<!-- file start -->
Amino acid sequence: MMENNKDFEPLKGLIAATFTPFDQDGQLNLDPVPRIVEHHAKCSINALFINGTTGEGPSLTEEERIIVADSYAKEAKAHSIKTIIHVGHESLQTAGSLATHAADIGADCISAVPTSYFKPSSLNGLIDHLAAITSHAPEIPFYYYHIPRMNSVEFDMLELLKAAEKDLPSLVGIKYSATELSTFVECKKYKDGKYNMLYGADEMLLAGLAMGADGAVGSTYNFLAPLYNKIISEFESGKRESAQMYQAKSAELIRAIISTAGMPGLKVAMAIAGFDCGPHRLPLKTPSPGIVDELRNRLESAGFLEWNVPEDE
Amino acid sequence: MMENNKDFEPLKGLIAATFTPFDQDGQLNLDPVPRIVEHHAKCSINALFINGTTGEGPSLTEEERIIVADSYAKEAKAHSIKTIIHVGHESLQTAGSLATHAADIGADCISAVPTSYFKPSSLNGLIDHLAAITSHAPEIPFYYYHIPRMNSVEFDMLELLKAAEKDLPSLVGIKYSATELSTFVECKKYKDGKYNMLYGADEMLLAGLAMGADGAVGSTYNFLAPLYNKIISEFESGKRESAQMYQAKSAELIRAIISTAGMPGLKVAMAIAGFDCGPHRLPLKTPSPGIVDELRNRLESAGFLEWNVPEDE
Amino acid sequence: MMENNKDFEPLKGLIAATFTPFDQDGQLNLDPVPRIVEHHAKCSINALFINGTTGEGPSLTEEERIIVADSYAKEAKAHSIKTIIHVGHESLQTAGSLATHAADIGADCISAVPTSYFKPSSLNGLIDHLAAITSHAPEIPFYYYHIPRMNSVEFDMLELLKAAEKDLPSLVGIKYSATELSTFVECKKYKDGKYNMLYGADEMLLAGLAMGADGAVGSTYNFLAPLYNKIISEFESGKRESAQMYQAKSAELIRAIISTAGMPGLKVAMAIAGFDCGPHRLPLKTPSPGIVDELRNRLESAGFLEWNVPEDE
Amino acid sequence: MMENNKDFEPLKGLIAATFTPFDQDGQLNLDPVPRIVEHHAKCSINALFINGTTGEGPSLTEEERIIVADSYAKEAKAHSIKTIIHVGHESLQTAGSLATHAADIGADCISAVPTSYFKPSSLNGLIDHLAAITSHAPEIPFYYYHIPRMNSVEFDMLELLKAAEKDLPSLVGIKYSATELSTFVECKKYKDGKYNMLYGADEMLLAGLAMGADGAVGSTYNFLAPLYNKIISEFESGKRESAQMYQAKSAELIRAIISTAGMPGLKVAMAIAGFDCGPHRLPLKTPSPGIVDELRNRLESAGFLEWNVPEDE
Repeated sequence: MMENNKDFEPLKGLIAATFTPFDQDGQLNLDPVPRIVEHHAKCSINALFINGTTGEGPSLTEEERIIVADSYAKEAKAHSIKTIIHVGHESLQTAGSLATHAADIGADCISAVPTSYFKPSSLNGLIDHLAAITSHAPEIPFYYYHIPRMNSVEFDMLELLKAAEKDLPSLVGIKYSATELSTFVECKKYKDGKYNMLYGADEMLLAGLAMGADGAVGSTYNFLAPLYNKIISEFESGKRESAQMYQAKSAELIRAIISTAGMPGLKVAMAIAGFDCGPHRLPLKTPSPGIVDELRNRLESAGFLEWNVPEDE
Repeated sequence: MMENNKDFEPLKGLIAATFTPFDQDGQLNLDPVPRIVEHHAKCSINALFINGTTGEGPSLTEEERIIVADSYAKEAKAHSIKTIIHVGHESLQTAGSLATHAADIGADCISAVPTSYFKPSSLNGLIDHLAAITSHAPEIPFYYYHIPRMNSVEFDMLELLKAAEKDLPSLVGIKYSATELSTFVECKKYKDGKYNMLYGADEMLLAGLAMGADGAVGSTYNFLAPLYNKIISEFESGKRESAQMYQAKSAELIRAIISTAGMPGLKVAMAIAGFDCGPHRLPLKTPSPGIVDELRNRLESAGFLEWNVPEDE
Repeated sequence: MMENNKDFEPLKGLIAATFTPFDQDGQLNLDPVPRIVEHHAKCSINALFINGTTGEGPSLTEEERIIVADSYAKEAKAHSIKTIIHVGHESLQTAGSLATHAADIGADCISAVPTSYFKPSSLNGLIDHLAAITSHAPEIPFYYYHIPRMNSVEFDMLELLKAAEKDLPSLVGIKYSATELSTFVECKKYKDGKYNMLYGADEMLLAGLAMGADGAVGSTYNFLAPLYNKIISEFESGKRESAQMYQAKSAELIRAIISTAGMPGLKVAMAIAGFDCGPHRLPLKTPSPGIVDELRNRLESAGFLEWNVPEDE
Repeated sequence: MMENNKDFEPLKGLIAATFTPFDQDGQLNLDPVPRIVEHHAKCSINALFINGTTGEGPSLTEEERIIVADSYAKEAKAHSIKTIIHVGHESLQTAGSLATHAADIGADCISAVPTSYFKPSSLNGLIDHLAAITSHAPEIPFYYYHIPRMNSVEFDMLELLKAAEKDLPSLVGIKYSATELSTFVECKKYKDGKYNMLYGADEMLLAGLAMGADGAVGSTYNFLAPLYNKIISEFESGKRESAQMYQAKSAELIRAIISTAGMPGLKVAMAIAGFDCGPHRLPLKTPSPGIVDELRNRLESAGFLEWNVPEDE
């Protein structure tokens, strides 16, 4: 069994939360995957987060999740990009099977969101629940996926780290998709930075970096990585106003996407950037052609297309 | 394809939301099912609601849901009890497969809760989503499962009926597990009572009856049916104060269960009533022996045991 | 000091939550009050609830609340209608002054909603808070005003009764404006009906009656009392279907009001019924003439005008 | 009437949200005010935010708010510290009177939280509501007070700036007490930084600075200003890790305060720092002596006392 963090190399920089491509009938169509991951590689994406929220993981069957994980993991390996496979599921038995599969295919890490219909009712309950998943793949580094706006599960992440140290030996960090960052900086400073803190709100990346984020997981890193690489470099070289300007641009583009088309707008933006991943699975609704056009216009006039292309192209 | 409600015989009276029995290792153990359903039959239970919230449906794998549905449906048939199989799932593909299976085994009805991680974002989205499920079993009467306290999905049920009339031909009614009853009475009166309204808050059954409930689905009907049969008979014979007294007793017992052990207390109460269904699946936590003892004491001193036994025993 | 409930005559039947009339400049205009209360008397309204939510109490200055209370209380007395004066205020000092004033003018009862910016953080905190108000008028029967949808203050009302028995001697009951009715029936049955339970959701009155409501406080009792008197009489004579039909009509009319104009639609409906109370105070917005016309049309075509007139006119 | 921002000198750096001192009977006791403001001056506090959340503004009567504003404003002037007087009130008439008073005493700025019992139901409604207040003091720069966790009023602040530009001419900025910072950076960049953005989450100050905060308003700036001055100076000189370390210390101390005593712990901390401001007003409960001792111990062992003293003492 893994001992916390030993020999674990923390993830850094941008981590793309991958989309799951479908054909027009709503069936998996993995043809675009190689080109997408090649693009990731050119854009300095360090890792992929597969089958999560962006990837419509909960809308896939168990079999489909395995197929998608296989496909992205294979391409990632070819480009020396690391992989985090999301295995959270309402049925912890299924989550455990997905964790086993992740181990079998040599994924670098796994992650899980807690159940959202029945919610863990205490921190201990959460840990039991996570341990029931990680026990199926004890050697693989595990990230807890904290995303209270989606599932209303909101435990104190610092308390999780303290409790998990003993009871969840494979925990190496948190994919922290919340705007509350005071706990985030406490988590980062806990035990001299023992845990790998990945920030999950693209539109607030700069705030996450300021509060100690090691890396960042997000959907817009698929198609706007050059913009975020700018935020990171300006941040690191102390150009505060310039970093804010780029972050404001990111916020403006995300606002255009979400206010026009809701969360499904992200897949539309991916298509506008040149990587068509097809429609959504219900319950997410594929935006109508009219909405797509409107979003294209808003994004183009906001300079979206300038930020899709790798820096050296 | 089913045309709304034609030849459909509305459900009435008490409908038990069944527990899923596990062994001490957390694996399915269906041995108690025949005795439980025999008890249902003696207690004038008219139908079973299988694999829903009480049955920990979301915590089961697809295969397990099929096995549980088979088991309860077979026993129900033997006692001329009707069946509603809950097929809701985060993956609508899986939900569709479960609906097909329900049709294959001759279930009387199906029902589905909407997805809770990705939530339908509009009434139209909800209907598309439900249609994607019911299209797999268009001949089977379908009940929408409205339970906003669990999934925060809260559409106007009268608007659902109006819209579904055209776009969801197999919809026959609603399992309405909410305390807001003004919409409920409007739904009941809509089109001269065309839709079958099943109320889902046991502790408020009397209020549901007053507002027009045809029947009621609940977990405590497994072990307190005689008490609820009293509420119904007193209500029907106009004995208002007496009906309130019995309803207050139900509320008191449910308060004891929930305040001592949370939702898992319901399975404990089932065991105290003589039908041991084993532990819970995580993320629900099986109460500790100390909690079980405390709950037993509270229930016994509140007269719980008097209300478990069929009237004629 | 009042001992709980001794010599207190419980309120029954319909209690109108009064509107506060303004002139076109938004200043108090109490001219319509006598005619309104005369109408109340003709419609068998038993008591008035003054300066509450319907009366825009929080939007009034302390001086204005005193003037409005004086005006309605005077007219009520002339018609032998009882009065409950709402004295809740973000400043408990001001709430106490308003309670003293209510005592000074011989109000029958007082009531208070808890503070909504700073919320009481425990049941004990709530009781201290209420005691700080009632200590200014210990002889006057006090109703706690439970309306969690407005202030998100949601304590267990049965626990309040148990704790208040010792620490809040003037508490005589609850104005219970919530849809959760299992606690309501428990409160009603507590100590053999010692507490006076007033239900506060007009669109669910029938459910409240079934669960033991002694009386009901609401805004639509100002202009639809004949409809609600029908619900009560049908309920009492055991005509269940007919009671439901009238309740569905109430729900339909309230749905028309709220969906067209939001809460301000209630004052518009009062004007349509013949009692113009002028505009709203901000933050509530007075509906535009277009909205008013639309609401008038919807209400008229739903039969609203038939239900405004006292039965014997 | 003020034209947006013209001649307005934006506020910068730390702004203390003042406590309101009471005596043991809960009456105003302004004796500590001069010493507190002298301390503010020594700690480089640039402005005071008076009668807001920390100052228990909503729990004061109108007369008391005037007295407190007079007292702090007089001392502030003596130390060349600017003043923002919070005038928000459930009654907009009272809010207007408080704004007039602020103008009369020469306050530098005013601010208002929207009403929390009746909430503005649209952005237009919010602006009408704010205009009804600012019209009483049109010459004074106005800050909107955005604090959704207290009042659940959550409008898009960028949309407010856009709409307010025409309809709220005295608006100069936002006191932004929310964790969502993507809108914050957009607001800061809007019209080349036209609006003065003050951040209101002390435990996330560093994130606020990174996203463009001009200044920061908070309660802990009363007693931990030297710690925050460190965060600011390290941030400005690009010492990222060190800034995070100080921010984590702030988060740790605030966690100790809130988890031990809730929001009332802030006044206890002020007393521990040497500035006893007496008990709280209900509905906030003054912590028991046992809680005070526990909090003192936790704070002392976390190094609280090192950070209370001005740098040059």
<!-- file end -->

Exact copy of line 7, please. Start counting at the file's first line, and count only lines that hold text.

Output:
Repeated sequence: MMENNKDFEPLKGLIAATFTPFDQDGQLNLDPVPRIVEHHAKCSINALFINGTTGEGPSLTEEERIIVADSYAKEAKAHSIKTIIHVGHESLQTAGSLATHAADIGADCISAVPTSYFKPSSLNGLIDHLAAITSHAPEIPFYYYHIPRMNSVEFDMLELLKAAEKDLPSLVGIKYSATELSTFVECKKYKDGKYNMLYGADEMLLAGLAMGADGAVGSTYNFLAPLYNKIISEFESGKRESAQMYQAKSAELIRAIISTAGMPGLKVAMAIAGFDCGPHRLPLKTPSPGIVDELRNRLESAGFLEWNVPEDE